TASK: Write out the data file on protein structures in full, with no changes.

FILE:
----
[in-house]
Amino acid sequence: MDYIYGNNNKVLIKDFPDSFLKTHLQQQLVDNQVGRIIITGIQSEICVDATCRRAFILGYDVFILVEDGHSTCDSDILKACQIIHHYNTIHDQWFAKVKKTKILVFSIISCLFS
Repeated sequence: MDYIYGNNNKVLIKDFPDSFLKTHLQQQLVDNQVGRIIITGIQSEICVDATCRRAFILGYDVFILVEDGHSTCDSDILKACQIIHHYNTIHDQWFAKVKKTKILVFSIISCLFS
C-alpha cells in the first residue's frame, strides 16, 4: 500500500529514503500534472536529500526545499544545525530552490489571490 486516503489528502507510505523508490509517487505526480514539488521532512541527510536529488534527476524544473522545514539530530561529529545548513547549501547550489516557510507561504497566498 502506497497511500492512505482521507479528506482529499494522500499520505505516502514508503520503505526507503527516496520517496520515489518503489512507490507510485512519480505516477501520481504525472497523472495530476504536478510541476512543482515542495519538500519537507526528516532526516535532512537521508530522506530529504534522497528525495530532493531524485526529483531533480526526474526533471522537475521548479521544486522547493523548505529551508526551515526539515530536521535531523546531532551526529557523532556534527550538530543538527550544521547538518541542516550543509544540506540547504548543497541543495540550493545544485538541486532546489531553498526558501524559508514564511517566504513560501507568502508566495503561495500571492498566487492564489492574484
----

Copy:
[in-house]
Amino acid sequence: MDYIYGNNNKVLIKDFPDSFLKTHLQQQLVDNQVGRIIITGIQSEICVDATCRRAFILGYDVFILVEDGHSTCDSDILKACQIIHHYNTIHDQWFAKVKKTKILVFSIISCLFS
Repeated sequence: MDYIYGNNNKVLIKDFPDSFLKTHLQQQLVDNQVGRIIITGIQSEICVDATCRRAFILGYDVFILVEDGHSTCDSDILKACQIIHHYNTIHDQWFAKVKKTKILVFSIISCLFS
C-alpha cells in the first residue's frame, strides 16, 4: 500500500529514503500534472536529500526545499544545525530552490489571490 486516503489528502507510505523508490509517487505526480514539488521532512541527510536529488534527476524544473522545514539530530561529529545548513547549501547550489516557510507561504497566498 502506497497511500492512505482521507479528506482529499494522500499520505505516502514508503520503505526507503527516496520517496520515489518503489512507490507510485512519480505516477501520481504525472497523472495530476504536478510541476512543482515542495519538500519537507526528516532526516535532512537521508530522506530529504534522497528525495530532493531524485526529483531533480526526474526533471522537475521548479521544486522547493523548505529551508526551515526539515530536521535531523546531532551526529557523532556534527550538530543538527550544521547538518541542516550543509544540506540547504548543497541543495540550493545544485538541486532546489531553498526558501524559508514564511517566504513560501507568502508566495503561495500571492498566487492564489492574484